As originally reported by two Chinese publications, Pandaily (opens in new tab) and ScienceNet (opens in new tab), the chip is the product of work at the DAMO Academy (short for Discovery, Adventure, Momentum and Outlook), a research and development (R&D) unit at Alibaba.
If reports are to be believed, the novel architecture allows the processor to overcome the infamous von Neumann bottleneck, which describes the speed limitations created by the internal bus that passes data between the processor and memory.
TechRadar Pro asked Alibaba for confirmation of these claims and further detail about the new chip, but did not receive an immediate response.
Various workarounds for the von Neumann bottleneck have been developed by semiconductor designers, such as deploying cache memory between the CPU and main memory. The architecture of Apple’s M1 series of chips, meanwhile, bypasses the issue by placing the processor and memory on a single system-on-chip (SoC).
However, for computers with discrete processing and memory (which encompasses most personal devices), the bottleneck continues to pose considerable challenges. A chip that could address this problem, then, would inevitably be in high demand.
However, although very little is known about the new Alibaba chip (including its name), it’s unlikely to make its way to consumer devices. Instead, it will almost certainly be deployed in support of Alibaba’s bare metal and dedicated server offerings, which have been a main focus for the firm over the last couple of years.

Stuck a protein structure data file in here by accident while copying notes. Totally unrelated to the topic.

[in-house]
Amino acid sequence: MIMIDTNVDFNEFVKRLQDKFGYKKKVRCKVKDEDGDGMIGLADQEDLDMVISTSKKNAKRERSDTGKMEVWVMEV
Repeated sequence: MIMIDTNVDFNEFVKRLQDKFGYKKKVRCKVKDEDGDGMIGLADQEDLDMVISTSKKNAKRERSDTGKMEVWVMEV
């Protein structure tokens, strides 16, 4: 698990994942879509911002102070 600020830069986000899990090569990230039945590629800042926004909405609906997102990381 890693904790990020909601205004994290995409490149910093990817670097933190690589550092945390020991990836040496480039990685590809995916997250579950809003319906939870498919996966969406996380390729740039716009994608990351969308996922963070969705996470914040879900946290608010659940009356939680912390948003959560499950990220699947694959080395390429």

As noted by The Register (opens in new tab), the company is also set to deliver a presentation on “3D logic-to-DRAM hybrid bonding” as part of a series on machine learning chips for emerging applications at a semiconductor conference next year, which offers another clue as to potential use cases.
The mysterious new chip is by no means the company’s only exciting project in the semiconductor space, either. In October, Alibaba Cloud unveiled a custom Arm-based server CPU called the Yitian 710, which boasts a whopping 60 billion transistors and 128 cores.
For context, Apple’s most performant processor (the M1 Max) has 57 billion transistors, while top-tier AWS Graviton 2 and AMD EPYC Rome server CPUs have roughly 30 and 40 billion transistors, respectively.
During the same event, Alibaba also announced it will be devoting more resources to building custom-built processors based on the open-source RISC-V architecture, in what looks like an attempt to move away from proprietary compute architectures.
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